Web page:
My Boyfriend Is In Amazing Shape — Here’s Why That’s Hard For Me

Photographed by Natalia Mantini.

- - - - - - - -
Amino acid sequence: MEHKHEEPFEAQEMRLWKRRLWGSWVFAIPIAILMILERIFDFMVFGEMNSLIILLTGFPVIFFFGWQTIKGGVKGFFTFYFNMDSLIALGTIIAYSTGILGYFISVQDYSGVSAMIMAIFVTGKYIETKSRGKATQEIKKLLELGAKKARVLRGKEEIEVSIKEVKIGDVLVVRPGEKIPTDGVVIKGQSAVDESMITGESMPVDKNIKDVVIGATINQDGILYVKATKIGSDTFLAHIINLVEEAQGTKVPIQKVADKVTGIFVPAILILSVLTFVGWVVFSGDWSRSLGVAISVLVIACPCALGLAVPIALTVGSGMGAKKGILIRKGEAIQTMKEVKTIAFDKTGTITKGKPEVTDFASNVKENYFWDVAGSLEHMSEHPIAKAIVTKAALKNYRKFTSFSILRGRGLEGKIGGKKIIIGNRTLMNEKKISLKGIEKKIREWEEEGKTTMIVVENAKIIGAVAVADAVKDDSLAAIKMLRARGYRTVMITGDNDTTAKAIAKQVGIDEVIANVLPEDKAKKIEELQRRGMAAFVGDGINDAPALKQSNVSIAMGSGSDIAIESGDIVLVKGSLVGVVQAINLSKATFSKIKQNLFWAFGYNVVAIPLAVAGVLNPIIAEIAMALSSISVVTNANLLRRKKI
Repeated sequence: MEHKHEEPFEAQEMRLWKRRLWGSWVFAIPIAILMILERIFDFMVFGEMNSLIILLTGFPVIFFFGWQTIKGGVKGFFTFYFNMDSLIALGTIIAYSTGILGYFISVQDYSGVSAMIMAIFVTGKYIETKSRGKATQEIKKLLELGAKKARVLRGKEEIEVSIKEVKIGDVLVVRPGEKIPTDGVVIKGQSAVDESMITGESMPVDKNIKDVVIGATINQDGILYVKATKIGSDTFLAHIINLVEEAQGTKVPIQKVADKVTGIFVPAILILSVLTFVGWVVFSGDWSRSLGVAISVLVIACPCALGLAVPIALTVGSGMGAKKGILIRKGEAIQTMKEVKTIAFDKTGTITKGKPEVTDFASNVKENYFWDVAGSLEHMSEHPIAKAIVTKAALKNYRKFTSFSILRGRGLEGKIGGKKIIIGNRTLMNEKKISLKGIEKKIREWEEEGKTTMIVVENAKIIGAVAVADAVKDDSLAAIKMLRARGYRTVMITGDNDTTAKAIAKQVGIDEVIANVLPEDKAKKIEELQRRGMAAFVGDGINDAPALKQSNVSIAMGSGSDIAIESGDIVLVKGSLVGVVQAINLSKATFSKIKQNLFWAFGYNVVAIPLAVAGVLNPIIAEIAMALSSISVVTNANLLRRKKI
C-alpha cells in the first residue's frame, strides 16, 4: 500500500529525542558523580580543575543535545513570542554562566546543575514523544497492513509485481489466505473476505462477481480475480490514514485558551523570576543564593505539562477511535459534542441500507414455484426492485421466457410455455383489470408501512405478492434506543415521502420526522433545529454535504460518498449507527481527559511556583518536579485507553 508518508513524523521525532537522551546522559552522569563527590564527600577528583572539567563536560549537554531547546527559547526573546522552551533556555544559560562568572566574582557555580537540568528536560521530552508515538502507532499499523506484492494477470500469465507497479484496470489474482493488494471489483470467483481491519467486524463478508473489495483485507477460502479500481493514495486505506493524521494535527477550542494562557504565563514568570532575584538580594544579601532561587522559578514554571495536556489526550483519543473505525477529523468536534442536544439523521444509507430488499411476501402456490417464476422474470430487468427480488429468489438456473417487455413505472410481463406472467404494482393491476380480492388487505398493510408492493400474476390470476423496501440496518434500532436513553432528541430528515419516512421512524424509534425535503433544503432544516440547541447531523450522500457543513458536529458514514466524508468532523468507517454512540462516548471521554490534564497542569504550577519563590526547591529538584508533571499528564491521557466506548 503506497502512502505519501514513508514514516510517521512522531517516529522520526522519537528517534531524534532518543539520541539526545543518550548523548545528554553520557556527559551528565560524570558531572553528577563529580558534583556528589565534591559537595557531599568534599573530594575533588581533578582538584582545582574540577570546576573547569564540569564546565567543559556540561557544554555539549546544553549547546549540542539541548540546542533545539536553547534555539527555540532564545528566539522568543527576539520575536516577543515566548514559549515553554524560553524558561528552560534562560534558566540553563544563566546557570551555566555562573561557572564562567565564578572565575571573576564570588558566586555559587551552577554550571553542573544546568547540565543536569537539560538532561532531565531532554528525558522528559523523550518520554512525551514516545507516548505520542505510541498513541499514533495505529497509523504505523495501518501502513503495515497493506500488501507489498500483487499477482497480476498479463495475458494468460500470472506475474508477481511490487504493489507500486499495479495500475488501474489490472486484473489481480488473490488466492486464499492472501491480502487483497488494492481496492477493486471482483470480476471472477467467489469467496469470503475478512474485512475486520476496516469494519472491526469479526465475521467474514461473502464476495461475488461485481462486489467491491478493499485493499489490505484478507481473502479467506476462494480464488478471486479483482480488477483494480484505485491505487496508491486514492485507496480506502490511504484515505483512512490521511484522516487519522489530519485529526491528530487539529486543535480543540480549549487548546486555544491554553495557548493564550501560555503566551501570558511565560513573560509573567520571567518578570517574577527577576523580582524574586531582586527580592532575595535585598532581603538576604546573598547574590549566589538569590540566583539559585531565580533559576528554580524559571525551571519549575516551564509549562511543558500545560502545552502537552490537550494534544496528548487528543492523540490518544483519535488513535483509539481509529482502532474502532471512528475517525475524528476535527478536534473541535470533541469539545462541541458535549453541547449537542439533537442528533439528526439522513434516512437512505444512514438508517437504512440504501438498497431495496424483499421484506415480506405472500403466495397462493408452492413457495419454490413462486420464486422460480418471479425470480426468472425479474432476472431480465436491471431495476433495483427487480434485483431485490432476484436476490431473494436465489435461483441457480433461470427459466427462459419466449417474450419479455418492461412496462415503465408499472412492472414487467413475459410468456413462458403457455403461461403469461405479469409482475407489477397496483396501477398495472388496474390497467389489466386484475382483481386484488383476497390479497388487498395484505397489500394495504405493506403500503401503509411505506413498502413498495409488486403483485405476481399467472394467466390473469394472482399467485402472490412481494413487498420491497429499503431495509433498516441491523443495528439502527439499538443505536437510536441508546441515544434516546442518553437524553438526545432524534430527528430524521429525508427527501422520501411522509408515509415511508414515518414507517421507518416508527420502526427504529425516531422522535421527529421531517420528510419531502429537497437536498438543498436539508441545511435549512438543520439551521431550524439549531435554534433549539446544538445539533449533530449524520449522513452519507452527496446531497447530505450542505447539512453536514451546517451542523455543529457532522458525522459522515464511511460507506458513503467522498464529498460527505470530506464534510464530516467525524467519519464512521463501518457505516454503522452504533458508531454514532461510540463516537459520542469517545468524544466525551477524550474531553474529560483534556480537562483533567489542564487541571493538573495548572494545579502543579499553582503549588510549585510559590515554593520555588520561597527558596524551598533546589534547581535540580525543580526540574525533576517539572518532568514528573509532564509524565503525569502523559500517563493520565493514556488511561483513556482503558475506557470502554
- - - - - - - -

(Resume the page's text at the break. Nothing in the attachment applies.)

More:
My boyfriend is currently following the training program that they recommend Navy Seal hopefuls complete before admission. He is definitely not trying to become a Navy Seal — yet he runs, swims, lifts, hops, skips, and jumps according to this program. We have very conflicting definitions of the word “fun.” While my boyfriend attains a level of strength typically only reached by those pursuing armed-forces careers, I’ve gone down a different physical path. The transition from college into the working world was harder on my body than I expected it to be. Growing up, I was a competitive athlete, and in college, I made time to maintain my exercise regimen. But graduating meant losing my free access to the gym, and my motivation to exercise has been spiraling downward since. The working world took a toll, too; I grew stressed from my job search and stopped prioritizing running. Once I landed a full-time job, I didn’t like it very much, and my solution to the entry-level plight was dipping Milanos in Nutella (or anything in Nutella, really). It’s been nearly three years since I graduated college, and my conditioning has continued to slip because of my apparent inability to juggle a full-time job, a life where I remember to do my taxes, and working out. My transition couldn’t have been more different from that of my boyfriend, who started graduate school and quickly made sure his eating habits were as organized as his homework routine. Every morning before 8 a.m., he makes a protein shake: a concoction that consists of banana, protein powder, almond milk, kale, berries, and peanut butter. I’ve tried to stomach the sludgy smoothies, but they never seem as appetizing as Eggo waffles, which are delicious and have the added bonus of not requiring post-breakfast blender cleanup. It's not that I can't get behind smoothies, but I much prefer that they include frozen yogurt or closely resemble a mango slushie. Our exercise and eating habits did not always diverge this sharply. When we previously dated, about five years ago, our roles were completely reversed. He was about 35 pounds heavier than he is now, and his collegiate diet revolved around wings, beer, and Wendy's spicy chicken nuggets. At the time, I didn't drink very much, and my fervor for buffalo sauce had yet to kick in. So I was the one who worked out, ate healthily, and exercised portion control. And he was the one who was ordering massive amounts of fried food at 2 a.m. As much as I hate to admit it, maybe I liked being the "healthier one." It wasn’t because I felt superior or wanted to be the better-looking one. I just preferred feeling like my physical shape was desirable, instead of like it was slipping. It makes me feel behind in our relationship when my boyfriend is improving his body — partially for my benefit — and I’m doing nothing of the sort. I have never needed help staying in shape, and I used to relish encouraging him to work out. It’s hard not to resent the fact that it’s now him doing that for me. To go from encouraging him to go easy on the wings and beer to asking him to help me change my habits hasn’t been an easy transition. It hasn’t been smooth sailing for my confidence, either. I haven't gained a noticeable amount of weight, but my once-toned stomach and calf muscles are gone, and my clothes fit tighter than they used to. I will never feel like I need to hide my body from my boyfriend, but at the same time, I don’t always feel proud to expose it, and that upsets me.